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Omicron variant was spreading beyond Africa before it was identified, new evidence suggests

No omicron cases have been detected in the United States so far, but health experts have said it’s only a matter of time.
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World health officials scrambled to react to the growing omicron outbreak Wednesday amid new evidence that the mutant Covid-19 variant may have spread well beyond southern Africa by the time it was first detected.

Dutch health officials said Tuesday they had found omicron in samples taken on Nov. 19 and Nov. 23, suggesting the variant had a bigger head start in Europe than previously believed.

“It is not clear yet whether these people have visited southern Africa,” the Dutch National Institute for Public Health said in a statement

The variant was first reported to the World Health Organization by South African authorities on Nov. 24, but it is unclear where or when it may have originated.

Earlier this week, the Netherlands reported at least 14 omicron cases among passengers who arrived aboard two flights from South Africa on Nov. 26. 

Travelers from South Africa are tested on arrival in a specially designed area at Schiphol airport in Amsterdam on Tuesday.Remko De Waal / AFP - Getty Images

Meanwhile, Nigeria has detected its first case of the omicron variant in a sample it collected in October, the Associated Press reported Wednesday, quoting the country’s national public health institute.

Europe has been experiencing one of the strongest surges of Covid-19 in recent weeks, but cases are now also climbing up in other parts of the world. In South Korea, the daily jump in coronavirus infections exceeded 5,000 for the first time since the start of the pandemic as health officials probed suspected omicron cases.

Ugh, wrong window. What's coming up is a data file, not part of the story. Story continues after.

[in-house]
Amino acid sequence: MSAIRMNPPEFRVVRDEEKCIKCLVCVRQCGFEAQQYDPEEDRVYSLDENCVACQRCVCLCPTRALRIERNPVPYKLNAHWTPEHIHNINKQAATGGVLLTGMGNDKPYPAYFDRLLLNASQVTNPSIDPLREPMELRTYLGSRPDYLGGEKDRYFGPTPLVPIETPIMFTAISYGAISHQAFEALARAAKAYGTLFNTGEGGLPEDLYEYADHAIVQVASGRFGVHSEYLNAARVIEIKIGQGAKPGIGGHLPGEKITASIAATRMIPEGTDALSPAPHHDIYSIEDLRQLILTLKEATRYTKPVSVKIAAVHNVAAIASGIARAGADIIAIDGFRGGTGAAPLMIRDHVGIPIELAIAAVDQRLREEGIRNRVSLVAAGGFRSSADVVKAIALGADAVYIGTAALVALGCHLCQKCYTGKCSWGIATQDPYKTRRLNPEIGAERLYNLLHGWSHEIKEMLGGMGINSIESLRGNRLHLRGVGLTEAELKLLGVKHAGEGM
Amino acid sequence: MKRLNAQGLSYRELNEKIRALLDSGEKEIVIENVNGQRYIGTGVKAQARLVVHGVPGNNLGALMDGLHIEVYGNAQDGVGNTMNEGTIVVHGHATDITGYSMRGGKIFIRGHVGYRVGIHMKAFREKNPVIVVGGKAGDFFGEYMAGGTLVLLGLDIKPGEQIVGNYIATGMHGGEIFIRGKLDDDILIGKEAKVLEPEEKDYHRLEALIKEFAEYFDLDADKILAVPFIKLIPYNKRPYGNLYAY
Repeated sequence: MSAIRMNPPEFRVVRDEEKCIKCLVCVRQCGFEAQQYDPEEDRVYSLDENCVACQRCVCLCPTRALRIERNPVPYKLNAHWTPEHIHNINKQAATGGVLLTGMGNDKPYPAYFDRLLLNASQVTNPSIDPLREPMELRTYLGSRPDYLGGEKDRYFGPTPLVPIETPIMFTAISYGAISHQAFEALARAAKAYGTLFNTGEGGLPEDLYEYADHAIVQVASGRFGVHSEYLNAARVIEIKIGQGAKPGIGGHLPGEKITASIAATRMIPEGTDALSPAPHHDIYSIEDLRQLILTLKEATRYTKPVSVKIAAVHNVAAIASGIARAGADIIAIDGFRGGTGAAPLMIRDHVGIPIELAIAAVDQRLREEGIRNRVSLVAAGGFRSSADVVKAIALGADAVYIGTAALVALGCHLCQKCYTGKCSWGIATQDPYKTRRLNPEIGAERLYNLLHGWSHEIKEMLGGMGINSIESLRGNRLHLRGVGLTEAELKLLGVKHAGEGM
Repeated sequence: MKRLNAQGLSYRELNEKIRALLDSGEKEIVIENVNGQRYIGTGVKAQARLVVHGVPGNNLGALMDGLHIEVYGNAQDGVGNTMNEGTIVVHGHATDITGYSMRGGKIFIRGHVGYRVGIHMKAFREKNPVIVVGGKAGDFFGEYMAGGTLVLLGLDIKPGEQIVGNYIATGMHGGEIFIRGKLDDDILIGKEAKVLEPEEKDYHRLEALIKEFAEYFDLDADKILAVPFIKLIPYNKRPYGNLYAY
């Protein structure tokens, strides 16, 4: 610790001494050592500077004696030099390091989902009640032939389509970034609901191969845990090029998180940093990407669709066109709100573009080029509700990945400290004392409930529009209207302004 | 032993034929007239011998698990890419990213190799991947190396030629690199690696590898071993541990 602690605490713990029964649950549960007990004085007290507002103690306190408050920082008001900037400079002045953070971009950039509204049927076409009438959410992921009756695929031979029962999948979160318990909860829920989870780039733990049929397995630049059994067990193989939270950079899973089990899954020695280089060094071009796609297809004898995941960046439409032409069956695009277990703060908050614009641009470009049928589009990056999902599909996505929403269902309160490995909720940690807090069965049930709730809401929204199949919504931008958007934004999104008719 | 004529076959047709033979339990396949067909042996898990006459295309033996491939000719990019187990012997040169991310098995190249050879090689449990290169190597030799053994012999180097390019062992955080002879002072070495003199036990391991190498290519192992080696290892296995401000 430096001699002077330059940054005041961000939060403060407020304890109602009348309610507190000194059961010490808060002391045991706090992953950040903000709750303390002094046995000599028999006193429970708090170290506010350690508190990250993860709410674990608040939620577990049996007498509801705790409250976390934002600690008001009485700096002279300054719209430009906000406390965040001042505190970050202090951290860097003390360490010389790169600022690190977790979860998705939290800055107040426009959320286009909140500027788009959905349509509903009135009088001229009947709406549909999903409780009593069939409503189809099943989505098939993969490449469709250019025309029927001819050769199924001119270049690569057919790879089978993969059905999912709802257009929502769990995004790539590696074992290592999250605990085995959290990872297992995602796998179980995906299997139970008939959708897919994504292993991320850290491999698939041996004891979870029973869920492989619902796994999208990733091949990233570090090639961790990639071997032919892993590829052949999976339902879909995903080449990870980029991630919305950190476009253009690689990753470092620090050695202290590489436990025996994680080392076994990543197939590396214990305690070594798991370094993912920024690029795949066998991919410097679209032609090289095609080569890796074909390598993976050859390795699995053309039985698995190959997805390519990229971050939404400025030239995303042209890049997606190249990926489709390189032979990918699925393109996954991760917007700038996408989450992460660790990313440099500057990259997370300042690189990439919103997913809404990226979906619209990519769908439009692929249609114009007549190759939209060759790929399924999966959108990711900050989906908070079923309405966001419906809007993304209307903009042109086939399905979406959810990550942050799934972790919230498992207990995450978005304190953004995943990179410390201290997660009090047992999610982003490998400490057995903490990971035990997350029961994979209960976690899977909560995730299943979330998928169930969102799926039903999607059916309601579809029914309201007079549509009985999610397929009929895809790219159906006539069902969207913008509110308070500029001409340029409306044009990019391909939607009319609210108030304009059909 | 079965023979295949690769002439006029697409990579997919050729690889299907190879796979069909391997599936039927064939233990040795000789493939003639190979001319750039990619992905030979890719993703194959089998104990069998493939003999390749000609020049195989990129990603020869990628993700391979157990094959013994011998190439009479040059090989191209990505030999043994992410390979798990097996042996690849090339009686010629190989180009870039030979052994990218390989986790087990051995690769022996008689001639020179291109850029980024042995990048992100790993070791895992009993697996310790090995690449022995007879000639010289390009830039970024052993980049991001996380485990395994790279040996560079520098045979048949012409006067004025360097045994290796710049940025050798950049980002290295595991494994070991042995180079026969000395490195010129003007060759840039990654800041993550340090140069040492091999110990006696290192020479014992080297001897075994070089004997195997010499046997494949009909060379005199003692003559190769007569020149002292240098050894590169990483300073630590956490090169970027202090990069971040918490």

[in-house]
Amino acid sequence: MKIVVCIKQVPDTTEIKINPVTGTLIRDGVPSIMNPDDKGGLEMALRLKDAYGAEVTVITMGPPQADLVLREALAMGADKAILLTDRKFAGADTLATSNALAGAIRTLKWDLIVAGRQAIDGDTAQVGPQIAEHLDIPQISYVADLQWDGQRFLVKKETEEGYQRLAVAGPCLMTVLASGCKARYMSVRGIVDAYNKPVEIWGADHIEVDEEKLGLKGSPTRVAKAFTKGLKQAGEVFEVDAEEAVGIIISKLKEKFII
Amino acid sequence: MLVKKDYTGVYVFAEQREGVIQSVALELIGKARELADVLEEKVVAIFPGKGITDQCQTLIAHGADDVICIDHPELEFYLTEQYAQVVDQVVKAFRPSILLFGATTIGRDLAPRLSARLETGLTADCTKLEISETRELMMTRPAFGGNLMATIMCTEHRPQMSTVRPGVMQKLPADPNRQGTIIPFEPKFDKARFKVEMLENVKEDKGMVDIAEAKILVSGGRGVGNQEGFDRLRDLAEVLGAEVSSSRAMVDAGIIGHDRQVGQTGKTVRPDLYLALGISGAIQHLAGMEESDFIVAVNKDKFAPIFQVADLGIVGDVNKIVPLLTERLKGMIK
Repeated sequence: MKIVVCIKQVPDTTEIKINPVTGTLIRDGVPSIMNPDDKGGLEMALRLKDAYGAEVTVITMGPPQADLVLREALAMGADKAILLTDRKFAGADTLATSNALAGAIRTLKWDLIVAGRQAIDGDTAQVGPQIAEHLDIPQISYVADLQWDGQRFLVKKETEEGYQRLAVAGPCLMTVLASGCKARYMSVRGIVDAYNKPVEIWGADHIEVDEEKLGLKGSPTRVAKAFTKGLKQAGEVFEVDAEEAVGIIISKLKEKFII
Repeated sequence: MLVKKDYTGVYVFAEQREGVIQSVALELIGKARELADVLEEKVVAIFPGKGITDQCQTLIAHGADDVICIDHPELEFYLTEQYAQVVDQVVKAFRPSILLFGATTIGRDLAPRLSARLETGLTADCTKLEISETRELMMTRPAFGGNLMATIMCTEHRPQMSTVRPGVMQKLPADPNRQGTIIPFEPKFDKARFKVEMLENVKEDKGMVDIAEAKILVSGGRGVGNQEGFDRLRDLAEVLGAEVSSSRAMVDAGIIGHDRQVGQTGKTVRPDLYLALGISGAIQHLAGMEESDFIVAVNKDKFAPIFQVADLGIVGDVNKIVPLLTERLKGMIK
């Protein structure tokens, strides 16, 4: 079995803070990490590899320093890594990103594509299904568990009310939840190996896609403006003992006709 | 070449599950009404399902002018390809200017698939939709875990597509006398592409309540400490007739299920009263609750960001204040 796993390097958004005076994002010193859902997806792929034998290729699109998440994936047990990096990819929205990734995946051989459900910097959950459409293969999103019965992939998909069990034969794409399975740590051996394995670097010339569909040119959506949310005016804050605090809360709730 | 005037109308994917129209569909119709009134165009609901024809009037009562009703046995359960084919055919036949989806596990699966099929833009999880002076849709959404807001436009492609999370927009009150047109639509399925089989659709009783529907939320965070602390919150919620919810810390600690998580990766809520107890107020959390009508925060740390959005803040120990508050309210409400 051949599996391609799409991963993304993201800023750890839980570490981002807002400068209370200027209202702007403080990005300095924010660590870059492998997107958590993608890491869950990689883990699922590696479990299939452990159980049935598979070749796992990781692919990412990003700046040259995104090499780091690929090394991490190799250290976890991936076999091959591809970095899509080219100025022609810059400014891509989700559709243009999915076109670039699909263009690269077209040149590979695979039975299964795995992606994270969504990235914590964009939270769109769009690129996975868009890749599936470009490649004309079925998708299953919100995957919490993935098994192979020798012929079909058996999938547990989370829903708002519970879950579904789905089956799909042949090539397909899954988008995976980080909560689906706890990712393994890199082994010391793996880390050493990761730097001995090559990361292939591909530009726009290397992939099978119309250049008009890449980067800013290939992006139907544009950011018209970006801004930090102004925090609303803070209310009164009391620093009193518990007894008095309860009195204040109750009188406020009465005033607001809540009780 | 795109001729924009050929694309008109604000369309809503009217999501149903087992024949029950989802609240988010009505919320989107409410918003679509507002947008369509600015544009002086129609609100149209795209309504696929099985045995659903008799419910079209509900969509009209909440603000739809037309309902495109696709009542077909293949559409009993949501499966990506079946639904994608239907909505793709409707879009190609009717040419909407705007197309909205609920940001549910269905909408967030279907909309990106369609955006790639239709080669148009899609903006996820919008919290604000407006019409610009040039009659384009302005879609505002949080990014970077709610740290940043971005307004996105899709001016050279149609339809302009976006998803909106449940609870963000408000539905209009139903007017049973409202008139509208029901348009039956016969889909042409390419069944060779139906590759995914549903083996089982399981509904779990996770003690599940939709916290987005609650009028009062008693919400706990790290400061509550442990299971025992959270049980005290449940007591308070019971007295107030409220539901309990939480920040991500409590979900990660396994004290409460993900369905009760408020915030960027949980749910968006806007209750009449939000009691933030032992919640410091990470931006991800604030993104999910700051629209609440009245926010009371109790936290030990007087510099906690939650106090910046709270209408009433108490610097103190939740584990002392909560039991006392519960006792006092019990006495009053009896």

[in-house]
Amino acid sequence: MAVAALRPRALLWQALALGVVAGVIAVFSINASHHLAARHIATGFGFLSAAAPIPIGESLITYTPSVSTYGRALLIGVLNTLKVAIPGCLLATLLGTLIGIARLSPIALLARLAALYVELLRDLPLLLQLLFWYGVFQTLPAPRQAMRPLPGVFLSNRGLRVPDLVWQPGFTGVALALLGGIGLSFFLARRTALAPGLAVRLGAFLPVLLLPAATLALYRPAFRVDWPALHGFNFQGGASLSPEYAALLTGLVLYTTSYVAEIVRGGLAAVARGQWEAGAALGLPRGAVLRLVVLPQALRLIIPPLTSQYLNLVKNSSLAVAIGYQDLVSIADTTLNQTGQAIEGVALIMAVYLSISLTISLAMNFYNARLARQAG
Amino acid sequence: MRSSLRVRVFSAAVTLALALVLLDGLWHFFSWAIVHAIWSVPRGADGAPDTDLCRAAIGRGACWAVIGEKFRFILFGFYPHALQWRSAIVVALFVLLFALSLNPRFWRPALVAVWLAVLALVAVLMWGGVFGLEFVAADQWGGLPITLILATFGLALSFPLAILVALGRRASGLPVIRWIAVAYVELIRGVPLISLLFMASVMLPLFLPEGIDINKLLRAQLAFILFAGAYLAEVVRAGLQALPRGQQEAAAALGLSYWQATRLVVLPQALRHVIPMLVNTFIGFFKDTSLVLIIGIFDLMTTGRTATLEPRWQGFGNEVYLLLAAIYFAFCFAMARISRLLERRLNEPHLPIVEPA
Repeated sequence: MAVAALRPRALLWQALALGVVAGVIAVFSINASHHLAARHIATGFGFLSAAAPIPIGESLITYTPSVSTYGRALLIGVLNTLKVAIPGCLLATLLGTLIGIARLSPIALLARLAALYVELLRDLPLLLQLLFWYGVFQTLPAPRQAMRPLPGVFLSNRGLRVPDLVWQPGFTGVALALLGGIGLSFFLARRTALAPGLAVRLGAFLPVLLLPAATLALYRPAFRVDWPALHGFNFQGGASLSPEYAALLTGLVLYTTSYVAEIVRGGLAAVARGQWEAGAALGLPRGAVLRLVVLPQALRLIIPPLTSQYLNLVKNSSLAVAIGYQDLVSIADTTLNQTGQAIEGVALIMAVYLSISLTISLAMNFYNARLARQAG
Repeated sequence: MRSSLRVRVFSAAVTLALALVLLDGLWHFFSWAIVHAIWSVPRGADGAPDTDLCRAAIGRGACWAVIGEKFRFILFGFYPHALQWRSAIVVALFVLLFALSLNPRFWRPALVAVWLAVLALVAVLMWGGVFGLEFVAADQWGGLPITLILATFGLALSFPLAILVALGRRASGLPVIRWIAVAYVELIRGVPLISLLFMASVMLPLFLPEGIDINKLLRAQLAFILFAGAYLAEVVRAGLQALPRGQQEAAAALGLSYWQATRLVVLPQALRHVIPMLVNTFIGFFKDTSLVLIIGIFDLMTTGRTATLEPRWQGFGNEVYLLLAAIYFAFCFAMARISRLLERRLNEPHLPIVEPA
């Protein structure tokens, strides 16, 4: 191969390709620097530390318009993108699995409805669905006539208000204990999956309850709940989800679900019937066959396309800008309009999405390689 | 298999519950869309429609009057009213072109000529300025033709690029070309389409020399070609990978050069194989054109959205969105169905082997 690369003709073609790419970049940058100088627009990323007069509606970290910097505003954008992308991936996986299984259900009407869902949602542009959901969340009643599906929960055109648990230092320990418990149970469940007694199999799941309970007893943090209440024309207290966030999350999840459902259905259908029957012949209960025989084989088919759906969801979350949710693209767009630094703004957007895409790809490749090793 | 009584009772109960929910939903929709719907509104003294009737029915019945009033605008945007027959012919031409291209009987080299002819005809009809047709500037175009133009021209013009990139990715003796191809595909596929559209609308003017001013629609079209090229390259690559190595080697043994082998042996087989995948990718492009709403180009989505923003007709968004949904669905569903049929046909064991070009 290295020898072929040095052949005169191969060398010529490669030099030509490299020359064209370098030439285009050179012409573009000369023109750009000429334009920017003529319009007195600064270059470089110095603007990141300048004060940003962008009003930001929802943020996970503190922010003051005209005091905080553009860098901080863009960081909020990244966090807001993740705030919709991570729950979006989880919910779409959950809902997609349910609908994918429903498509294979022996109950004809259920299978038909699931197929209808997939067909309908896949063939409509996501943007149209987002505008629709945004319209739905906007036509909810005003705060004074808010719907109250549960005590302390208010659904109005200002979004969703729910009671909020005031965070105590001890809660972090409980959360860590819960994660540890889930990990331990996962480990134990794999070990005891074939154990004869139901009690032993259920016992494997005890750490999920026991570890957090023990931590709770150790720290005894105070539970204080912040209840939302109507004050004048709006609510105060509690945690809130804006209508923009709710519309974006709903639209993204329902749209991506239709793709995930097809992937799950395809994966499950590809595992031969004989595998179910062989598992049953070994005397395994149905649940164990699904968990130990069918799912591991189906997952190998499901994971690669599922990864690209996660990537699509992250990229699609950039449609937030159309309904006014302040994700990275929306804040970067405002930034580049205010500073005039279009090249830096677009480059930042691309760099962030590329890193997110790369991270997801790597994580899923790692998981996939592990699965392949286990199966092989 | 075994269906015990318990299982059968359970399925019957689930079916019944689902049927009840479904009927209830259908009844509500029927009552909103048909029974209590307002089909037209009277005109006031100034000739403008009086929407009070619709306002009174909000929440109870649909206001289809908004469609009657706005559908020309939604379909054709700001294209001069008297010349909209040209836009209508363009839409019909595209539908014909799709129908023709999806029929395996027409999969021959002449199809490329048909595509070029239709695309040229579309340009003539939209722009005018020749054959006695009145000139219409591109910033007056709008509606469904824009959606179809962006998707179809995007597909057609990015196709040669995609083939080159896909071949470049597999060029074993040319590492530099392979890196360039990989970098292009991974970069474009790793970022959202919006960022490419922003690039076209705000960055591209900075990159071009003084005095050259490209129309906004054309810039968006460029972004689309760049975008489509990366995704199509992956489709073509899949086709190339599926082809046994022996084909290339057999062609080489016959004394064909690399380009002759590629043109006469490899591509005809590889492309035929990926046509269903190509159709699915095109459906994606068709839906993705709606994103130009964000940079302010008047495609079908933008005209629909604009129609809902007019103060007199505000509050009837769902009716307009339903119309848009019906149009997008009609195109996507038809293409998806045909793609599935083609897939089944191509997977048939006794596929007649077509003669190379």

The first reported omicron case in Latin America has also emerged in Brazil, the Associated Press reported.

No omicron cases have been detected in the United States so far, but health experts have said it’s only a matter of time — as the Biden administration is considering tightening requirements for international travel.

"It will be coming," Dr. Richard Besser, a former acting director of the CDC, told NBC News Tuesday night. "Being ready for it and being able to react based on how severe it is — is critically important."

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The discovery of omicron has sparked international concern that it could prolong the pandemic, which has already claimed more than 5 million lives worldwide. Much remains unknown about the new variant, including whether it is more transmissible, leads to more severe illness or can escape immune defenses rendered by the vaccines.

That lack of certainty has prompted several countries to enact sweeping travel bans.

Japan was the latest to ban all foreign visitors starting Tuesday as it confirmed its first omicron case. In a further tightening of restrictions Wednesday, the country's flag airlines halted new reservations for international flights to Japan until the end of December, Reuters reported.

WHO chief Tedros Adhanom Ghebreyesus cautioned against hasty travel bans, saying southern African countries that first reported the new variant are being “penalized” for doing the right thing.

“I well understand the concern of all countries to protect their citizens against a variant that we don’t yet fully understand,” Tedros said. “But I am equally concerned that several member states are introducing blunt, blanket measures that are not evidence-based or effective on their own, and which will only worsen inequities.”

Tedros also warned that the delta variant, which accounts for almost all cases globally, remains highly transmissible and dangerous. 

Also on Wednesday, the WHO agreed to launch negotiations on an international pact to prevent and control future pandemics, calling it a "once-in-a-generation opportunity" to strengthen global health response systems.

Tedros urged member states to end the current pandemic as "a matter of choice," and work towards vaccinating 40 percent of the population of every country by the end of this year.